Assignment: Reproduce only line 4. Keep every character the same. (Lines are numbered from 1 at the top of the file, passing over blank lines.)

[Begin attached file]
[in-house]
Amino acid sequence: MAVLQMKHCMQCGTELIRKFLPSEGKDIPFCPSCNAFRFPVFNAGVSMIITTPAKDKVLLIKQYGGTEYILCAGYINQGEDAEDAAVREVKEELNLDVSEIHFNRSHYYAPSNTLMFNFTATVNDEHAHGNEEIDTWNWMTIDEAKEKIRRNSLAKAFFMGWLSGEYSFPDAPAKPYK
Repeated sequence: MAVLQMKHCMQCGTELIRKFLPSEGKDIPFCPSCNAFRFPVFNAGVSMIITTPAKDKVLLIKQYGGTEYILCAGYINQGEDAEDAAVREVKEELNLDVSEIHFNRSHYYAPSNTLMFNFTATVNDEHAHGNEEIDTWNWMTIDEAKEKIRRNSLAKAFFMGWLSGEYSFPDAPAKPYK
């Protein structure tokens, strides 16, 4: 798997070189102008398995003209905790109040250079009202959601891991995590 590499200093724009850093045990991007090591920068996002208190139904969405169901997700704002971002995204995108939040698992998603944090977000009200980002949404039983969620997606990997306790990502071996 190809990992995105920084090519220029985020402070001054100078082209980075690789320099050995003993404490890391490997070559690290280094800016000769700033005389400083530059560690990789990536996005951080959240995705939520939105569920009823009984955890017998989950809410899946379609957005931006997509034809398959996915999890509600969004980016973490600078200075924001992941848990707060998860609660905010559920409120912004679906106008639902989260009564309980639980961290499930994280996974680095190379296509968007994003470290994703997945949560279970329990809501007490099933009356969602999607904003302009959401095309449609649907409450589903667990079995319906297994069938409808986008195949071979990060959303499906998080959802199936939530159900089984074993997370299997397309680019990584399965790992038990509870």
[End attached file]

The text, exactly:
């Protein structure tokens, strides 16, 4: 798997070189102008398995003209905790109040250079009202959601891991995590 590499200093724009850093045990991007090591920068996002208190139904969405169901997700704002971002995204995108939040698992998603944090977000009200980002949404039983969620997606990997306790990502071996 190809990992995105920084090519220029985020402070001054100078082209980075690789320099050995003993404490890391490997070559690290280094800016000769700033005389400083530059560690990789990536996005951080959240995705939520939105569920009823009984955890017998989950809410899946379609957005931006997509034809398959996915999890509600969004980016973490600078200075924001992941848990707060998860609660905010559920409120912004679906106008639902989260009564309980639980961290499930994280996974680095190379296509968007994003470290994703997945949560279970329990809501007490099933009356969602999607904003302009959401095309449609649907409450589903667990079995319906297994069938409808986008195949071979990060959303499906998080959802199936939530159900089984074993997370299997397309680019990584399965790992038990509870």